Child-led learning is gaining momentum. Approximately 100,000 kids in the U.S. are in families that practice this philosophy. 



  1. I just read some posts on my homeschool lists and apparently, this is not surprising, and very similar to resolutions against homeschooling since 2001….

    I want them to advocate FOR teachers, not AGAINST homeschoolers… it’s the good news philosophy, I guess…


  2. An unschooling friend sent me this:

    This was originally passed in 1998 and has been included in the NEA
    platform ever since. NHEN (National Home Education Network) wrote to
    the NEA in 2002, and we got this response:

    February 26, 2002

    Thank you for your recent comments about my speech at the National
    Press Club. I also appreciate the information on homeschooling and
    the National Home Education Network.

    The Association is very concerned about the education and well-being
    of all children, and works to ensure that they are taught in an
    environment conducive to effective learning. The NEA Representative
    Assembly, made up of 9,000 delegates who represent the 2.6 million
    members throughout the country, is the Association’s primary policy-
    making body. This body thoroughly discusses and debates every
    proposed policy before voting to approve or reject it.

    During the 1998 RA, delegates approved the policy on homeschooling.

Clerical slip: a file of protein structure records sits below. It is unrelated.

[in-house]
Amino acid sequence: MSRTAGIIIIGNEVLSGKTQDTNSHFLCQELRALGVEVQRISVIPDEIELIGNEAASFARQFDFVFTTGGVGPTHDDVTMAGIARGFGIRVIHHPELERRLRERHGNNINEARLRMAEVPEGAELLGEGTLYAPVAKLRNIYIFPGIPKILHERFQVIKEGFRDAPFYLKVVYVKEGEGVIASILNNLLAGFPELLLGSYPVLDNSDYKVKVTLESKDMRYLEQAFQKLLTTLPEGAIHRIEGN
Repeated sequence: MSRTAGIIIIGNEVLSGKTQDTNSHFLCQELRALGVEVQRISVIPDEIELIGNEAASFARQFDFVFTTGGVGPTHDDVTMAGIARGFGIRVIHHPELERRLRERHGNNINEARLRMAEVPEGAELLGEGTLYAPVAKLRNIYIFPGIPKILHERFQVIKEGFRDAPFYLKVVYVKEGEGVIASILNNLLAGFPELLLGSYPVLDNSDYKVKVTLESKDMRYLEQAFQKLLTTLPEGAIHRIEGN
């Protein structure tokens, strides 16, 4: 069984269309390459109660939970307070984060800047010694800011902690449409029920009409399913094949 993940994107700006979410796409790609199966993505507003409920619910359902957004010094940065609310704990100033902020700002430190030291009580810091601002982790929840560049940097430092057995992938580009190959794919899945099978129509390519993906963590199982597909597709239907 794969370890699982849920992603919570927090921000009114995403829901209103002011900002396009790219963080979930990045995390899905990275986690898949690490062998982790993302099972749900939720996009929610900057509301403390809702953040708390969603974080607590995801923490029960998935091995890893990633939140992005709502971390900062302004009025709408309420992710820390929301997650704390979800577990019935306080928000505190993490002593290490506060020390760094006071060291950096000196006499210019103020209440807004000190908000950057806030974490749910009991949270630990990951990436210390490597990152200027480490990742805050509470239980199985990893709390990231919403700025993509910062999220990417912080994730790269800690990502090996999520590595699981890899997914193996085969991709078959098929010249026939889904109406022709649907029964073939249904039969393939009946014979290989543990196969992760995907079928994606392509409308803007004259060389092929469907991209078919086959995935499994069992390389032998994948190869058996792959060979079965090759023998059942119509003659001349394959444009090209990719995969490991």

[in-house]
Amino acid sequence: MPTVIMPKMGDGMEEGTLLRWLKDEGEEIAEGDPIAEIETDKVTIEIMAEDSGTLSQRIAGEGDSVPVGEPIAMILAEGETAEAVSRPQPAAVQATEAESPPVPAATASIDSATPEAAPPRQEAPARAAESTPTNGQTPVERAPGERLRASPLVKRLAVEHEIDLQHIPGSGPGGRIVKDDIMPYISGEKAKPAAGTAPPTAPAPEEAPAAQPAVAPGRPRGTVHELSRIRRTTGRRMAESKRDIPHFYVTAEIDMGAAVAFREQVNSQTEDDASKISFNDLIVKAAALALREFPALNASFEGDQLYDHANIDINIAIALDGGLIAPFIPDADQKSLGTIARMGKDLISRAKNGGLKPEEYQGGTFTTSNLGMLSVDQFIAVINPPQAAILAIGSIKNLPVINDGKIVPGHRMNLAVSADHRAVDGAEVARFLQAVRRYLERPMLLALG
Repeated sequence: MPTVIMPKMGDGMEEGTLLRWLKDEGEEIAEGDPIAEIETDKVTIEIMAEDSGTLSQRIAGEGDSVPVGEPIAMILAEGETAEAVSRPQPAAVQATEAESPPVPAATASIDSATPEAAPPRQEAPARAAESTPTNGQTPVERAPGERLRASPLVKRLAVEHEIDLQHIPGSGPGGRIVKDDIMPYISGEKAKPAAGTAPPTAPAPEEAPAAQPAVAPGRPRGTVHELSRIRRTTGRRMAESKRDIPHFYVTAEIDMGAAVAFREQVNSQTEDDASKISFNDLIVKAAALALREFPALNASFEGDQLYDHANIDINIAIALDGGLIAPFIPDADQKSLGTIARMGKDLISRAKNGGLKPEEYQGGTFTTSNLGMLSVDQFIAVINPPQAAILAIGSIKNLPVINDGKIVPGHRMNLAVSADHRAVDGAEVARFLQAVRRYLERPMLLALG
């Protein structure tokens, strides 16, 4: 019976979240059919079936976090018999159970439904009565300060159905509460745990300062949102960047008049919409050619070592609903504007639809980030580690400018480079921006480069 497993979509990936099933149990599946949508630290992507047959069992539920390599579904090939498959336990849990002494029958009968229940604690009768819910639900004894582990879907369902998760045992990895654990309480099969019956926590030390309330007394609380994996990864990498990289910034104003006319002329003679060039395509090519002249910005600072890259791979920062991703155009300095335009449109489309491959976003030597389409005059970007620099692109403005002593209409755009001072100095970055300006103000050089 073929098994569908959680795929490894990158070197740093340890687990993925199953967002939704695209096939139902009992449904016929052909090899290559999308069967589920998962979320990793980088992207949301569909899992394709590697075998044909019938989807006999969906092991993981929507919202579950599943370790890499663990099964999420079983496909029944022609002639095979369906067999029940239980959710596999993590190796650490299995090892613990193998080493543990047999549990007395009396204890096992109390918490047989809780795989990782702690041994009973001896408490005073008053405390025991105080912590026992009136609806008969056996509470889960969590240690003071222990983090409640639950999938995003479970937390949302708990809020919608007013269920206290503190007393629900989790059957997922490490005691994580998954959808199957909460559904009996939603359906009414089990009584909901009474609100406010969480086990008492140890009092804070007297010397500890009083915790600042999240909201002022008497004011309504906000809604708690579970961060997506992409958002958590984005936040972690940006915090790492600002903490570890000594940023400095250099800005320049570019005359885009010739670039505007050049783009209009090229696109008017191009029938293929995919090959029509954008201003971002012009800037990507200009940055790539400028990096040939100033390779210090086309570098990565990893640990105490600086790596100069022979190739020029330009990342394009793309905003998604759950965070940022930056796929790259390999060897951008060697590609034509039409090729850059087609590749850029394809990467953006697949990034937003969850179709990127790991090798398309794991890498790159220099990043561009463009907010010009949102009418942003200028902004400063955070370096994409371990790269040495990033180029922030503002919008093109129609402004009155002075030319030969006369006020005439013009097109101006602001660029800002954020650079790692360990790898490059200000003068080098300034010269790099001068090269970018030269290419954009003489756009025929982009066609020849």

They were concerned that homeschooled students were not provided a
    comprehensive education experience because they did not have an
    opportunity to interact with students of different cultures, economic
    status, or learning styles. They felt homeschooled students learned
    in a setting primarily made up [of] family members and friends.

    We know that parental involvement is imperative for school
    achievement, but delegates were concerned that home schools were not
    required to use state-approved curricula. They agreed that
    homeschooled students have done well on national tests and were the
    top spellers in the National Spelling Bee two years ago, but felt
    home school instruction should meet certain state education standards.

    These are some of the reasons delegates approved the 1998 resolution
    on homeschooling, and reconfirmed their position at the 2000 annual
    meeting. Members who want this policy reviewed may submit a proposal
    to the Resolutions Committee for presentation at the RA.

    Thank you again for your comments and the materials on homeschooling.


    Bob Chase

  3. Now that NCLB has reduced public education to a cramfest for standardized high-stakes tests, public schools should be grateful that parents who are willing and able to take the time to individualize their children’s education are homeschooling their gifted/talented, learning-challenged, and medically diverse kids, so that they don’t distract from the required rote memorization, stock-still inactivity, and homogenization of thought.